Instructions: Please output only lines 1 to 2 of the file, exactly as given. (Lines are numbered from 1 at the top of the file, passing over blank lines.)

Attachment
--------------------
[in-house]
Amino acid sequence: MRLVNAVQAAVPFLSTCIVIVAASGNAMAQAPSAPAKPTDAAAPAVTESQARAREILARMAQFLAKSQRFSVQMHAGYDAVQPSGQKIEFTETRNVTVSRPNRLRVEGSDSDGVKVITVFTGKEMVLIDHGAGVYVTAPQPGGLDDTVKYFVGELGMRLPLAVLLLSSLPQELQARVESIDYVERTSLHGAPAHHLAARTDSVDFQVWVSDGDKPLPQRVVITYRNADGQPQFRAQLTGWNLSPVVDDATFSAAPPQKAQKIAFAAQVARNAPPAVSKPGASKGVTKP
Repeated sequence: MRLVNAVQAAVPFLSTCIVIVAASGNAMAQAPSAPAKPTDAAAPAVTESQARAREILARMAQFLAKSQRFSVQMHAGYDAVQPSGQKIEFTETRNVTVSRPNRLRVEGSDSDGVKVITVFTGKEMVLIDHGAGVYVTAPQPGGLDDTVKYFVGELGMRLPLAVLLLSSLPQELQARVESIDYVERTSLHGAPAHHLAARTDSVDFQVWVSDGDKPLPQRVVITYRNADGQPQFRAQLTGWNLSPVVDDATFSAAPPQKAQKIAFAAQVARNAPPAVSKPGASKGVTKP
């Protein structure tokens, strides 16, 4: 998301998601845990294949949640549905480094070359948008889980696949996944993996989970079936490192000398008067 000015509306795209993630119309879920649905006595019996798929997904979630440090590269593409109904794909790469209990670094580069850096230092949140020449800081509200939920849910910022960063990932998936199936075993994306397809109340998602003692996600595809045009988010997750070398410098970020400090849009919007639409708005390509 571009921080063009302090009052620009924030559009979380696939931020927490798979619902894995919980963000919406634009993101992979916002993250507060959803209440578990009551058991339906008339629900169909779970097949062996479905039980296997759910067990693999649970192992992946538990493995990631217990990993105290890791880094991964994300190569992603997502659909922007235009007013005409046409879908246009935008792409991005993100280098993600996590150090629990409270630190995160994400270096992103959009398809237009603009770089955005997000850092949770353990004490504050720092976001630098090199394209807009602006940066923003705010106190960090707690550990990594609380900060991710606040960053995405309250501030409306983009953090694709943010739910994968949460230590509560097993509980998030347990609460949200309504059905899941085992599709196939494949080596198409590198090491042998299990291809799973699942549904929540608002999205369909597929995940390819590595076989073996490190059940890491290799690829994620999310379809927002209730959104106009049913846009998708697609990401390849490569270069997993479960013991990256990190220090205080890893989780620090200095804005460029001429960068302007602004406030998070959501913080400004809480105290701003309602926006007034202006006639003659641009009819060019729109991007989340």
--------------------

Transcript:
[in-house]
Amino acid sequence: MRLVNAVQAAVPFLSTCIVIVAASGNAMAQAPSAPAKPTDAAAPAVTESQARAREILARMAQFLAKSQRFSVQMHAGYDAVQPSGQKIEFTETRNVTVSRPNRLRVEGSDSDGVKVITVFTGKEMVLIDHGAGVYVTAPQPGGLDDTVKYFVGELGMRLPLAVLLLSSLPQELQARVESIDYVERTSLHGAPAHHLAARTDSVDFQVWVSDGDKPLPQRVVITYRNADGQPQFRAQLTGWNLSPVVDDATFSAAPPQKAQKIAFAAQVARNAPPAVSKPGASKGVTKP